Thanks go to reviewers:

Luke Reynolds
For his talented ratings of the stories
Ilana Diamont
For her pertinent review

Both saving me a waste of my time. Short story collections can be so hit or miss.

"Shhh," by NoViolet Buyawayo, 3 stars
The protagonist's father is dying from AIDS. Mother of Bones ( her grandma ), consults Prophet Revelations Bitchington Mborro, who says to avenge the spirit and heal father, they need to find two fat white virgin goats to be brought up the mountain for sacrifice and that father has to be bathed in the goats' blood. In addition, Prophet Revelations Bitchington Mborro says he will need 500 U.S. dollars as payment, and if there are no U.S. dollars, euros will do.

"Special Economics," by Maureen McHugh, 4 stars
" 'a revolution is not a dinner party, or writing an essay, or painting a picture, or doing embroidery,' JieLing said. It had been her father's favorite quote from chairman mao.
'... It cannot be so refined, so leisurely and gentle, so temperate, kind, courteous, restrained, and magnanimous. A revolution is an insurrection, an act by which one class overthrows another.' "

"Another Manhattan," by Donald Antrim, 2 stars
The title refers to another drink manhattan, and also another night in Manhattan.
A couple, Jim and Kate, have a disaster of a marriage. They have a couple of friends, a married couple, Elliot and Susan, and they're all having affairs with each other's spouses. Ugh.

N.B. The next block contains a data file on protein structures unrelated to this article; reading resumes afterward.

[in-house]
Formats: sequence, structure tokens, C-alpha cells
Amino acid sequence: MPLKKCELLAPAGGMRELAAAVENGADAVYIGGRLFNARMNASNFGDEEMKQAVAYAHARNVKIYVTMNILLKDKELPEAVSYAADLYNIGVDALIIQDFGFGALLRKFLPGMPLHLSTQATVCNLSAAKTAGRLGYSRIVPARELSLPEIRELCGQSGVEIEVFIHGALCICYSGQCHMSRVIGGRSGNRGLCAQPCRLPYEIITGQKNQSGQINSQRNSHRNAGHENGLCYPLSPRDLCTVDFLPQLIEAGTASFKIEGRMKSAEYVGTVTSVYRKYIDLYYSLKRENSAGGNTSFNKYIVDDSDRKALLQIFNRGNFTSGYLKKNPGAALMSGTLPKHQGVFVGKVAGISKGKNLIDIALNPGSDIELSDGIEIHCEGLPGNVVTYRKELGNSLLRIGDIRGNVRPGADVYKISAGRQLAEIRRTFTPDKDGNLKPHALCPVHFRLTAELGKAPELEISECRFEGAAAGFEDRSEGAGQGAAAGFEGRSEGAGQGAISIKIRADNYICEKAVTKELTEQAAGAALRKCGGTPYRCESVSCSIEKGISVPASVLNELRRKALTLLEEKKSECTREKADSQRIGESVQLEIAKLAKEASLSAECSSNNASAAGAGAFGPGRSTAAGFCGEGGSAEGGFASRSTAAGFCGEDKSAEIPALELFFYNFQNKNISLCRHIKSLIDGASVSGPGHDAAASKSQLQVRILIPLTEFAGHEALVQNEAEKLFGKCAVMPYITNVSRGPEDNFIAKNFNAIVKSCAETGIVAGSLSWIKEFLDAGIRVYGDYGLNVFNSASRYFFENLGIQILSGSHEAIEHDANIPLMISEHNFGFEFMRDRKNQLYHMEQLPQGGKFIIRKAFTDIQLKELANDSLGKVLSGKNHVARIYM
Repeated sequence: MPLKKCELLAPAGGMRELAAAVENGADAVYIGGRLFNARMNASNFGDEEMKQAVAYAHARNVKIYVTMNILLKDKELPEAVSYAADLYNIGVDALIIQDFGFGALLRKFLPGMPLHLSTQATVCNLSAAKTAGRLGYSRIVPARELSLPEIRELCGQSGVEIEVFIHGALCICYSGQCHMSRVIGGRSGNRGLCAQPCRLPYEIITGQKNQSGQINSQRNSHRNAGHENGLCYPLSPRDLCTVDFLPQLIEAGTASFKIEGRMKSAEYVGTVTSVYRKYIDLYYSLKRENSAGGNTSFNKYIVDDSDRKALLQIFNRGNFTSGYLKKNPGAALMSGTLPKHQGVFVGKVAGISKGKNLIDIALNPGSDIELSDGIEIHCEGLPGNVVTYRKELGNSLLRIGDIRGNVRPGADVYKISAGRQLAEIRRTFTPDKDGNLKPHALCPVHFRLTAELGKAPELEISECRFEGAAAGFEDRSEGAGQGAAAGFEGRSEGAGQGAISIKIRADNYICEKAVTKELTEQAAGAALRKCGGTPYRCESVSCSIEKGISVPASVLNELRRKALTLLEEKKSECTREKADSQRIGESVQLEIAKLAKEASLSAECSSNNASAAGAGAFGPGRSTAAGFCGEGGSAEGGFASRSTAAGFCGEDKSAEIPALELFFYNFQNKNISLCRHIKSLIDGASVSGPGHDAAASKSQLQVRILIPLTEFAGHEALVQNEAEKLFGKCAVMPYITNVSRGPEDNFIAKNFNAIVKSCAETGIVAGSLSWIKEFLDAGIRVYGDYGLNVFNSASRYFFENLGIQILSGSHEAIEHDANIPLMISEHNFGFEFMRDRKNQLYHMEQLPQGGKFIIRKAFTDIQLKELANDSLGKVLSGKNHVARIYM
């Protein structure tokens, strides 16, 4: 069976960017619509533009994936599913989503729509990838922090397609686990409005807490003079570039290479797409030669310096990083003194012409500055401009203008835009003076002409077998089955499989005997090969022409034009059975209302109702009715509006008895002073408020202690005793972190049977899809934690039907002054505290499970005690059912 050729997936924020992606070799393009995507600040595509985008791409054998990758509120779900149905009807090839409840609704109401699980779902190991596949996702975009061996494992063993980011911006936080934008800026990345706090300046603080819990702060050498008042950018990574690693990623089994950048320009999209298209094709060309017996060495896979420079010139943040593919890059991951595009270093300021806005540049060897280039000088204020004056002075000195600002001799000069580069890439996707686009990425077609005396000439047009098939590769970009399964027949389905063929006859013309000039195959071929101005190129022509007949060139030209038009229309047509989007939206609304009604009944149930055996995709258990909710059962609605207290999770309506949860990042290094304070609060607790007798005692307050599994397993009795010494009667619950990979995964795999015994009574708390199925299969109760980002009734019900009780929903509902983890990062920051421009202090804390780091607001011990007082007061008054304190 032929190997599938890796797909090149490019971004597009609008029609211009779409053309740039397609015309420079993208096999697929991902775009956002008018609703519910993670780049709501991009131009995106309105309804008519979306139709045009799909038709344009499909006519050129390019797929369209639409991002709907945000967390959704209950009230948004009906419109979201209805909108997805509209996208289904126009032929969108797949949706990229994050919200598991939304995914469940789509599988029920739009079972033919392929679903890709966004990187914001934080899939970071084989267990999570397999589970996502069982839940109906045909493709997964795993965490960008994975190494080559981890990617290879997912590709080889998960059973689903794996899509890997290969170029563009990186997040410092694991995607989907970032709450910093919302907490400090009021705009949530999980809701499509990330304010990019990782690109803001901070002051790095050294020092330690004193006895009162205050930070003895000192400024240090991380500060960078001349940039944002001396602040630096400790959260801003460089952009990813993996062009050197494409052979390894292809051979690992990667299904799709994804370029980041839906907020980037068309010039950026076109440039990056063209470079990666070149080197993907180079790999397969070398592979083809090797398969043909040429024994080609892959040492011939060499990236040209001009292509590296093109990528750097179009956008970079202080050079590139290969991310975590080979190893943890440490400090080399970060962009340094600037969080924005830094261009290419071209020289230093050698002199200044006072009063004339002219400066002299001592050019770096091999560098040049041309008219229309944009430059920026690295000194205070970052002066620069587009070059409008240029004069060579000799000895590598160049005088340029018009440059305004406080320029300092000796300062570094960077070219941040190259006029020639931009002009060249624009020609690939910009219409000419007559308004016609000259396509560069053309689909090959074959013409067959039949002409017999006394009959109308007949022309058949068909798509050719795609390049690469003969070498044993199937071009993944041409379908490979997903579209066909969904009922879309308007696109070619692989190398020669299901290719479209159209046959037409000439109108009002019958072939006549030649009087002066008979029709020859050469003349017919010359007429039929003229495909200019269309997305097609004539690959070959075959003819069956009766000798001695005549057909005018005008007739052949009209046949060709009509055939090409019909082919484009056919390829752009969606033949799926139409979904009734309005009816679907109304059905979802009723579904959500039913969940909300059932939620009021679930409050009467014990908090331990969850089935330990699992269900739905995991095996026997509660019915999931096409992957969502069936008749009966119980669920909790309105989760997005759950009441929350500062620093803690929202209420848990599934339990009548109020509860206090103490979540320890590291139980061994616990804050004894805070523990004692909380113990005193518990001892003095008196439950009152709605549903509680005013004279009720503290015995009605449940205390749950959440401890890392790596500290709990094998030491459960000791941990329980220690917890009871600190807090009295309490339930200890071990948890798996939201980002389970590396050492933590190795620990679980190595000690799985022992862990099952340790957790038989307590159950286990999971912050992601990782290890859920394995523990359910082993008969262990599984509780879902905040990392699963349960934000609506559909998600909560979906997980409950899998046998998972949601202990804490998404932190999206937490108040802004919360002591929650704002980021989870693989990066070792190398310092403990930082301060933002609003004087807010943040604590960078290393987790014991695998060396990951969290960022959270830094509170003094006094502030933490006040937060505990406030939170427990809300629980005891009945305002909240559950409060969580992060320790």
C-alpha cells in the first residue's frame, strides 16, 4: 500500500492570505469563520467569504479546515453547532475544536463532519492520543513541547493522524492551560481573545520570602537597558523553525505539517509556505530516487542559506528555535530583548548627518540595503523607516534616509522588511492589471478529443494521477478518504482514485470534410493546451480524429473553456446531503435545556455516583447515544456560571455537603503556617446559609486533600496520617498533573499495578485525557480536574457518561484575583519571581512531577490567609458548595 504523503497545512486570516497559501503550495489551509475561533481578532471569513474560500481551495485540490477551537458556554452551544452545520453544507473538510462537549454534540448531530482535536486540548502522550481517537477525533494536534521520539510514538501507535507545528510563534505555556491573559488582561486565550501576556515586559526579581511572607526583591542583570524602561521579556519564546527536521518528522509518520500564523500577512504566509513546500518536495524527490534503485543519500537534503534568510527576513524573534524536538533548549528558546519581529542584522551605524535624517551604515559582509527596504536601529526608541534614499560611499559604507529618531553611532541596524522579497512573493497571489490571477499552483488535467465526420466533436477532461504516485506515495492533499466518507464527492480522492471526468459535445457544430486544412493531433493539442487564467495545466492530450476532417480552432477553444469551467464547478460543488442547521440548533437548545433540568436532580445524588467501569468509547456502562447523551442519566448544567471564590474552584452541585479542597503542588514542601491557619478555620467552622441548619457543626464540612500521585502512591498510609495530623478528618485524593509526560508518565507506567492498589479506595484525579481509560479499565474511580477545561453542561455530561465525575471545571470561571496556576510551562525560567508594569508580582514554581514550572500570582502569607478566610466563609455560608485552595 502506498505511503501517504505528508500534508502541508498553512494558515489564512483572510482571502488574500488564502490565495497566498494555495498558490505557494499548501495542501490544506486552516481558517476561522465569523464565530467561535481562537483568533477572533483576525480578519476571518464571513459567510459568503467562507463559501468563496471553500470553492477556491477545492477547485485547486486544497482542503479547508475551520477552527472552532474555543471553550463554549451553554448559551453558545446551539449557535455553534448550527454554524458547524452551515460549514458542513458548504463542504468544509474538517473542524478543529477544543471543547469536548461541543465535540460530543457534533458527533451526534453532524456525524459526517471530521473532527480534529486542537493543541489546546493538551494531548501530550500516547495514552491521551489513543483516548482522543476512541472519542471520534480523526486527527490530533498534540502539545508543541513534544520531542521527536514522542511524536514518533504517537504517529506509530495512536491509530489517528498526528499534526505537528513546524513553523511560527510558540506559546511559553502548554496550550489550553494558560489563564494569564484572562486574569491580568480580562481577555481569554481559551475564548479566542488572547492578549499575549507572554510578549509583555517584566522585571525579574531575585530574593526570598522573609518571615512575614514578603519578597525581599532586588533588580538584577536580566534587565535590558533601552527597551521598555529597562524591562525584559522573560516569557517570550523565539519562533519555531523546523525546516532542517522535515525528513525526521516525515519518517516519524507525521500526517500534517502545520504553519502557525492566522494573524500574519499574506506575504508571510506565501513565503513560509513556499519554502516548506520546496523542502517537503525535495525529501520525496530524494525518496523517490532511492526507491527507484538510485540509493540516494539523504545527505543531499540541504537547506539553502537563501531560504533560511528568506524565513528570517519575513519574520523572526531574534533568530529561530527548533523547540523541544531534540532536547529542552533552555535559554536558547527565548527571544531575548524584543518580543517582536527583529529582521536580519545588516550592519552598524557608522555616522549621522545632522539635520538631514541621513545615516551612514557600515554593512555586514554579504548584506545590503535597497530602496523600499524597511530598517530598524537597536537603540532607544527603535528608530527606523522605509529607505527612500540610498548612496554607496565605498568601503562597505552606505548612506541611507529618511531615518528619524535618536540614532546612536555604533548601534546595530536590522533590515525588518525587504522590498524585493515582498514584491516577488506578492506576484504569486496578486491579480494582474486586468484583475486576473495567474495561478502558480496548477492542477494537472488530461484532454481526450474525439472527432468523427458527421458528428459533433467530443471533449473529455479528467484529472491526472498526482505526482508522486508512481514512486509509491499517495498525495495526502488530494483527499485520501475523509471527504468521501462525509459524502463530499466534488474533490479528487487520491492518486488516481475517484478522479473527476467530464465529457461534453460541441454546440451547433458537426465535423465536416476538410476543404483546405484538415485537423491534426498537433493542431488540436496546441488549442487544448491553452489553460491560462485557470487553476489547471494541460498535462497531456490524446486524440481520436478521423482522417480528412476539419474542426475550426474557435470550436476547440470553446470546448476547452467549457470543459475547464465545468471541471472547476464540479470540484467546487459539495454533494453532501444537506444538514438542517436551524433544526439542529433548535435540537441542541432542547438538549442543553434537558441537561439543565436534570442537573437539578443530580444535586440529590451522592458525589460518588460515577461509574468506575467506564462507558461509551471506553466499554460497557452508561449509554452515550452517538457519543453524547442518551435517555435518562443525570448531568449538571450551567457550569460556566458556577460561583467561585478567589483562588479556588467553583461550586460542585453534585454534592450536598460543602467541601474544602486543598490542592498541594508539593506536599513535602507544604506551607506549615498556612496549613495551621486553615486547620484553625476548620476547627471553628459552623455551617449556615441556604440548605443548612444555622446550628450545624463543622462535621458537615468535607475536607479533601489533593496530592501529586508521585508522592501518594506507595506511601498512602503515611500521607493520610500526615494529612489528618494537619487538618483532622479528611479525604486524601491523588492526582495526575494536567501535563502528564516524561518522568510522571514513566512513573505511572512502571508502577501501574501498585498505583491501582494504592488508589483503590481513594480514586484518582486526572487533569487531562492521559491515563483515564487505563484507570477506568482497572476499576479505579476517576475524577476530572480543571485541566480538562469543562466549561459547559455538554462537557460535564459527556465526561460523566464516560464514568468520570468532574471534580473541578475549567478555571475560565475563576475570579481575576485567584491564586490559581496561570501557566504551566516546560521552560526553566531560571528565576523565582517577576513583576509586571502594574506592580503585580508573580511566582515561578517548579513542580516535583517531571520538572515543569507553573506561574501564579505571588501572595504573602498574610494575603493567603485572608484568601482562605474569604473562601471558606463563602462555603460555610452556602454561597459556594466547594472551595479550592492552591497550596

"Pee on Water," by Rachel B. Glaser, 3 stars
First there was a beautiful planet, and then humans crawled out of the water.
… (mere)
burritapal | 3 andre anmeldelser | Oct 23, 2022 |
Half of this novel is devoted to a parable of raising an adolescent, whose speech turns lethal when they learn sarcasm. The other half is one of those after-the-fall-of-civilization things where people are either dying from hearing language, or struggling to find a way to communicate without inducing lethality.

It doesn't work. Sure, the first part is fun, in an aren't-kids-awful sort of way, or maybe aren't -parents-pathetic. And okay, the idea is interesting. But Marcus clearly outruns his ability here, or isn't as clever as he thinks he is, or however you want to dress up the notion that the novel is utter crap by somebody who thinks that all there is to science is torturing lab animals until one of them surprises you.